Freedom Church focuses on breaking the huddle

  |  Source: Texas Baptists

Freedom Church members advertise free gas to people passing by.


On fifth Sundays, expect to find the pews and hallways of Freedom Church in Bedford empty.

Instead, look in the grocery stores and gas stations around the church to see the congregation serving neighbors running their Sunday errands. Find members sharing the love of Christ and being the hands and feet of Jesus.

This is Freedom Church’s No Huddle Sunday, a chance for the congregation to “break the huddle” and serve their neighbors.

Robert White, pastor of Freedom Church, explained the idea developed from the realization that on Sunday mornings, Christians are gathered in churches, while nonbelievers are out in the community running errands.

“We kind of preemptively rapture ourselves out of the world on Sunday mornings, and the rest of the world is still working,” White explained.

“One of the best times to reach nonbelievers is on Sunday when all the other believers are in church. These are the people who are at the grocery store [and] getting gas on Sundays, because they don’t go to church.”

Break the huddle and ‘run the plays’

The No Huddle Sunday name came from a football analogy White often used.

“When we get into the huddle, we learn the plays. We call the plays. But you have to actually get out and run the plays,” he said.

Likewise, the church uses Sunday gatherings to learn and study the gospel and discuss how to share it with others. But beyond that, Christians must then go out and put into action the teachings they learn each Sunday.

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No Huddle Sundays started as a one-off event in 2019. As the church came back together following going online due to COVID-19, White realized the need for connectedness within the church.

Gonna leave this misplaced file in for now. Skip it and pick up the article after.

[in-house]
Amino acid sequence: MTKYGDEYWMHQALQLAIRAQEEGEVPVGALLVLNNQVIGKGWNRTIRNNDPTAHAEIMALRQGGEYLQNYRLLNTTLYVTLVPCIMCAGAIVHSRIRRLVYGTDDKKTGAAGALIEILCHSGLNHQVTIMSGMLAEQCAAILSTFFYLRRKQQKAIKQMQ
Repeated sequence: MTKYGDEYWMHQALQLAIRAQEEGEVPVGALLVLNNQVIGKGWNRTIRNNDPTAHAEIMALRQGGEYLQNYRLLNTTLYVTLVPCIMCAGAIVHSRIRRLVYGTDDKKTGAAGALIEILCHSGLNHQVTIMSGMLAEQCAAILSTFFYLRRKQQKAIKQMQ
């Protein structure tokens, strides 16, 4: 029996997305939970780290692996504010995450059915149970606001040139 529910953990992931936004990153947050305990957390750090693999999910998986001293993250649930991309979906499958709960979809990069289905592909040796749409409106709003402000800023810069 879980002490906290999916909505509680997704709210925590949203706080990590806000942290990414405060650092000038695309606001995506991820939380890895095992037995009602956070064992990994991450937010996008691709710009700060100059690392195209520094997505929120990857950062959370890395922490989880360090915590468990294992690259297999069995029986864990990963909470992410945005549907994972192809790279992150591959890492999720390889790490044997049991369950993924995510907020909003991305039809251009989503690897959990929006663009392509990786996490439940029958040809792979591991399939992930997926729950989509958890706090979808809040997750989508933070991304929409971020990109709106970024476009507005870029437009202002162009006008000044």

He saw many members of the church were attending the services but not investing in the church’s community. This led the church to refocus and prioritize service and fellowship. They decided to restart No Huddle Sundays, this time making them a quarterly event falling on each month with a 5th Sunday.

The event begins at the church with a short rally featuring music and prayer. This provides a time to center the church for the day and also ensures that any visitors do not show up to an empty building.

Then, the group is broken up into serve sites, which are led by a site captain who makes sure people know what they are doing and the reason behind it.

Freedom Church members assemble care baskets to distribute during No Huddle Sundays.

White said between 70 and 100 people serve each No Huddle Sunday at about a half-dozen locations around their community. He explained that this is not a “day off” from church, but instead a different expression of church, and he encouraged the congregation to see it with that mindset.

Each event looks a little different, with the congregation going out to put on free car washes, give out gas gift cards and pay for people’s groceries.

The neighbors they serve always are surprised and full of questions, White said. They are shocked when people give up part of their weekend to serve them.

That curiosity gives church members a chance to share their faith and explain why they want to bless people in their community. Freedom Church has seen some of the recipients of these gifts attend the church.

For many church members, the event is a time for them to build their confidence in sharing the gospel. It gives them practical experience so that, outside of the event, they feel comfortable and prepared to be a witness.

“We figured the best way for us to equip our church to share the gospel was for us to get out and do it together. Then people can see how it is done practically, versus just imagining what it would look like if I did a better job reaching people,” White said.

The Sundays have been a chance for the church to look beyond its four walls and engage in a new and unusual way, White said.

“It’s engaged our congregation. It gives us pride in our church. And we invite more people because they know it’s not just talking; we are doers,” White said. “We get out and run the play, which is to be the hands and feet of Jesus and show people the love of Christ.”

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